Several tycoons with interests in development and construction enjoyed a particularly robust year, and the new administration of President Rodrigo Duterte, with its plan to invest in a “golden age of infrastructure,” could boost them even higher.
The year’s biggest winner, new billionaire Edgar Sia II, is up 200% thanks to fast-growing DoubleDragon Properties, a mall and residence developer he and partner Tony Tan Caktiong took public in 2014. Its 350% runup is attributed to strong rental revenues and growth of its CityMalls brand. The duo’s original fortune stems from fast food: Tan Caktiong’s Jollibee Foods remains a runaway hit in both Asia and America (its stock is up 35%).
At least 5 of the 50 Richest are invested in San Miguel, one of the nation’s oldest conglomerates. They have benefited nicely from the company’s growth strategy in energy and other infrastructure, which propelled its stock’s value up 50%. The firm’s leader and major stakeholder, Ramon Ang, has profited handsomely himself. In May he announced plans to build three power plants and a food complex in President Duterte’s home island of Mindanao. Ang’s personal investment in cement company Eagle Cement is also paying off; his overall wealth is up $700 million.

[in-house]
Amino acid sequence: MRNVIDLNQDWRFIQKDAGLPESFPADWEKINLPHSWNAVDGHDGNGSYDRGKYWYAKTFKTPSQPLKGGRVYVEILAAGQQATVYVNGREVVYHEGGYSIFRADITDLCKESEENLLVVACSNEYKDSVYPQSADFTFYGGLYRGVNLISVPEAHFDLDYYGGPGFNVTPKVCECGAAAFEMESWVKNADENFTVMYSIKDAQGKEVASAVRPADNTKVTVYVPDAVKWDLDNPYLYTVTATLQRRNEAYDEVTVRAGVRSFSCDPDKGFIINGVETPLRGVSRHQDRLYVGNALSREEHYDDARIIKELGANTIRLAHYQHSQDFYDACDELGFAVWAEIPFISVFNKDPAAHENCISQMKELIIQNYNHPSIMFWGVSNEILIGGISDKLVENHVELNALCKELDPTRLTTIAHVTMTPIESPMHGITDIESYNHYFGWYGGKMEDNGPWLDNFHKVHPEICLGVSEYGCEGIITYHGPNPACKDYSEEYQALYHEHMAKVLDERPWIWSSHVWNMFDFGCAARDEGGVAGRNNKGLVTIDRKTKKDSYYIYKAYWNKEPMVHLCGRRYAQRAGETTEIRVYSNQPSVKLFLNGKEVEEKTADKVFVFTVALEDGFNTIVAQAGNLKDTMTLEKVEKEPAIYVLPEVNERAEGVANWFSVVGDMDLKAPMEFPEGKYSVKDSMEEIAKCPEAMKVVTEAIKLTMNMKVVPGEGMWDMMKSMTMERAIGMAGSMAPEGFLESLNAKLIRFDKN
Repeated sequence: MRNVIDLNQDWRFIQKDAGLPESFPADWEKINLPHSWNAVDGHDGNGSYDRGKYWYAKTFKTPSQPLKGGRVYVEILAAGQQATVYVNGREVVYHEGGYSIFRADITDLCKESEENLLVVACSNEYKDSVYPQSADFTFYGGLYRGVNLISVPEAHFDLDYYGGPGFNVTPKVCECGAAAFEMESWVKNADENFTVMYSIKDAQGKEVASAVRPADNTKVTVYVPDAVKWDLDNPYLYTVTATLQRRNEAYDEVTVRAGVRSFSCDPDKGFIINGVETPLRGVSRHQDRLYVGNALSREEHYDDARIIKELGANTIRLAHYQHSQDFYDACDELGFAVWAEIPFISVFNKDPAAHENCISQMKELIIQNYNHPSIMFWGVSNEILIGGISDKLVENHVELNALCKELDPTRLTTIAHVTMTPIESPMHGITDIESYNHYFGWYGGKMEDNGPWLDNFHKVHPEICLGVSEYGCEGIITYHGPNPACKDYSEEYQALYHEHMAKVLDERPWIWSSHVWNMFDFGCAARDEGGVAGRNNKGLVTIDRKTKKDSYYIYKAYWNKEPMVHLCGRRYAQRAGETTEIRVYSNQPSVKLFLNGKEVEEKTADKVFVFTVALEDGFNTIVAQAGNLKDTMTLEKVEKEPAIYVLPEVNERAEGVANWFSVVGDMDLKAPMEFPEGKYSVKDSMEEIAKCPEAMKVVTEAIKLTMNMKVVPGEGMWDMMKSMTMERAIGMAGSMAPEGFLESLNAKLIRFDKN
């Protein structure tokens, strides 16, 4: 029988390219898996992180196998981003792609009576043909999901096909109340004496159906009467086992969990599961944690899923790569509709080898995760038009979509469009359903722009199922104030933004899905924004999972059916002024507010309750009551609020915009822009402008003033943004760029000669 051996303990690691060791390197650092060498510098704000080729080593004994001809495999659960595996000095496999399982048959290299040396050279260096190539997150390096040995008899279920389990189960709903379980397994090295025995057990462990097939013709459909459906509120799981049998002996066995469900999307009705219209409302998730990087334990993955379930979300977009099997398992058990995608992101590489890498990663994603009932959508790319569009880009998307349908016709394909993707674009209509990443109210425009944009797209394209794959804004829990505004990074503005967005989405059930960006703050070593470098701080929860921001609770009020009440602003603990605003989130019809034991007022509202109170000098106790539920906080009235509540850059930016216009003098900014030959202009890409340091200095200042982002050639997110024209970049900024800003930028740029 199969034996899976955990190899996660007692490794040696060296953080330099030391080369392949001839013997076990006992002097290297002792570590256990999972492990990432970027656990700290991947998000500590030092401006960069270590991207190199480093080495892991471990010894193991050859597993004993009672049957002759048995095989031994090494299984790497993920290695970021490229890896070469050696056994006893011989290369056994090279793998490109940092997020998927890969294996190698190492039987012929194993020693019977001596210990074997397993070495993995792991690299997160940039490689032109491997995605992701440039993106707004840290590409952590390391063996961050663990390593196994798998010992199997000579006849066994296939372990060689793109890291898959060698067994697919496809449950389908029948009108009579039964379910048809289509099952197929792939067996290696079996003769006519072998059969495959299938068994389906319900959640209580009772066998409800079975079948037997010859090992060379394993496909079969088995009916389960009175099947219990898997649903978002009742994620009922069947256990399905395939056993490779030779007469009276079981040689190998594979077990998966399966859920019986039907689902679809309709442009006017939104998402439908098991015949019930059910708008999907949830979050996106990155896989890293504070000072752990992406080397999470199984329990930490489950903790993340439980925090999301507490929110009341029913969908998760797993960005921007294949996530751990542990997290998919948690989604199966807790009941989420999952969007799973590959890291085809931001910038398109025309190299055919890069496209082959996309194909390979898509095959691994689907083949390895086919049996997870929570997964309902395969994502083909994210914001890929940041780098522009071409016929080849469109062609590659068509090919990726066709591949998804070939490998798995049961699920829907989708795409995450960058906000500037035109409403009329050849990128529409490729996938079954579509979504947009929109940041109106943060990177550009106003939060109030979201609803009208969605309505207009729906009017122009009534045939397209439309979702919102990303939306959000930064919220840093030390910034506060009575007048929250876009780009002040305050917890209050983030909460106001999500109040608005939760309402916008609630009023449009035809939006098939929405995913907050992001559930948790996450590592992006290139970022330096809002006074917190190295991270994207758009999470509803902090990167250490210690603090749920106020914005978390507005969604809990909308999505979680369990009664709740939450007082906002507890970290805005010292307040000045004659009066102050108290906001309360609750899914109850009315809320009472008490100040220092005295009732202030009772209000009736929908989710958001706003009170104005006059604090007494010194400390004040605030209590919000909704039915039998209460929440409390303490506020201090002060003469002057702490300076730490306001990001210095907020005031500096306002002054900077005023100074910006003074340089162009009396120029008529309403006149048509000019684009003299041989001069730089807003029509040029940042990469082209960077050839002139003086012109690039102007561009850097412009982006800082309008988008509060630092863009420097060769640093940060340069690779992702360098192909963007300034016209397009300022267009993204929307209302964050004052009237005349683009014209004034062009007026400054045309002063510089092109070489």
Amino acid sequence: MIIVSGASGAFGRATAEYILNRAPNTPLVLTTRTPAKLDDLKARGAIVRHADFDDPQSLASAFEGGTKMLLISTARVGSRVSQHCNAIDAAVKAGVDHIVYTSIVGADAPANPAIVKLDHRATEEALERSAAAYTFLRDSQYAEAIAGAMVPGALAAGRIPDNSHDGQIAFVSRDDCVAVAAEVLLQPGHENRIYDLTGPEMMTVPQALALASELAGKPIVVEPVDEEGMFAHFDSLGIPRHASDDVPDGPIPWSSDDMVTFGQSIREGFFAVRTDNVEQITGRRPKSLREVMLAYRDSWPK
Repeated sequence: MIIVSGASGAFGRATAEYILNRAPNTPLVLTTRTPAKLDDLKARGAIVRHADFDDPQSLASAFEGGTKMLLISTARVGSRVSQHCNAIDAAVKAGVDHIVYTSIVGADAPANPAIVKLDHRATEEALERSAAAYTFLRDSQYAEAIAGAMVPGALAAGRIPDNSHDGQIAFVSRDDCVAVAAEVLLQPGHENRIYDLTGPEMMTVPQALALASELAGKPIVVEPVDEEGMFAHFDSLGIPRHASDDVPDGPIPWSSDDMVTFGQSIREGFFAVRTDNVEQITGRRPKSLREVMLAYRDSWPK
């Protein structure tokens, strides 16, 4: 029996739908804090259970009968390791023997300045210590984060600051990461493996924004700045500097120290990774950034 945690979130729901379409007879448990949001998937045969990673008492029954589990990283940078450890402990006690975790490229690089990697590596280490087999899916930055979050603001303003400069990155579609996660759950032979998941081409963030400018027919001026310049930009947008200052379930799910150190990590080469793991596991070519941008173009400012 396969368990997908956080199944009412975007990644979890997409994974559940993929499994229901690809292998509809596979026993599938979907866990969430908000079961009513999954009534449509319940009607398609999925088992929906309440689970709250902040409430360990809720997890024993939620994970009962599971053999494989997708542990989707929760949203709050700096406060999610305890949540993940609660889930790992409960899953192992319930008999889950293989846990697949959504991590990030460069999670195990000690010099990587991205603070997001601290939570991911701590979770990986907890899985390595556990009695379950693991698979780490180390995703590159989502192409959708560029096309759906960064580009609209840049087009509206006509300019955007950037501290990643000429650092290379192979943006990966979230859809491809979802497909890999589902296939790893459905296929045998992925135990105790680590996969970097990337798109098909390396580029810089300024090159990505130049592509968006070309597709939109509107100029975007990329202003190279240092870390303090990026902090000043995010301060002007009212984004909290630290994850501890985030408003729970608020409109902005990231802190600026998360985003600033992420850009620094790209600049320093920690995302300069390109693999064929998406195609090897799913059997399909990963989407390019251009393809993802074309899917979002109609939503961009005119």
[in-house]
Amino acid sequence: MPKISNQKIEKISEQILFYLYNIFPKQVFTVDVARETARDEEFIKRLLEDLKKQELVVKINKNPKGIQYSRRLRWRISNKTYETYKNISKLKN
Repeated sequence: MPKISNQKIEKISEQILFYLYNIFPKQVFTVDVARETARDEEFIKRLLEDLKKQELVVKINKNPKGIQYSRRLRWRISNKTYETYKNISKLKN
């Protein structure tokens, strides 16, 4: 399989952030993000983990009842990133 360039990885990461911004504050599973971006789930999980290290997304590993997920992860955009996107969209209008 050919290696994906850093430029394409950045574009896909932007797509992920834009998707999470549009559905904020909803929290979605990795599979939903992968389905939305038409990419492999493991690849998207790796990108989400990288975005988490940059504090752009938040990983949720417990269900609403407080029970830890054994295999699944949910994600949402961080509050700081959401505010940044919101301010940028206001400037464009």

Two of this year’s returnees, Michael C. Cosiquien and Edgar Saavedra, are cofounders of Megawide Construction, a diversified builder whose stock rose 140% thanks to a surge in revenues and profit. The company is reportedly eager to invest in a proposed 2,000-kilometer Mindanao railway connecting the entire island.
Heirs of Andrew Gotianun, who died in March, share an interest in the family’s conglomerate, Filinvest Development, and make their debut among the nation’s record 21 billionaire families. Andrew’s wife, Mercedes, serves as chairman emeritus; daughter Josephine leads the company.
To be sure, several tycoons did not feel a lift. The year’s biggest loser percentagewise, Bienvenido Tantoco, is off by 65% as his publicly listed SSI Group’s profits fell by half from intense retail competition and increased expenses. Fortunes drawn from mining have also suffered during the past year as nickel prices have dropped and the new president took after the sector. Indeed, with the cost of entry to the Philippines 50 up by $25 million, three mining magnates were left behind, including Philip Ang (no relation to Ramon).
Additional reporting by Ambika Behal, Caroline Chen, Neerja Pawha Jetley, Sean Kilachand, Suzanne Nam, Jessica Tan.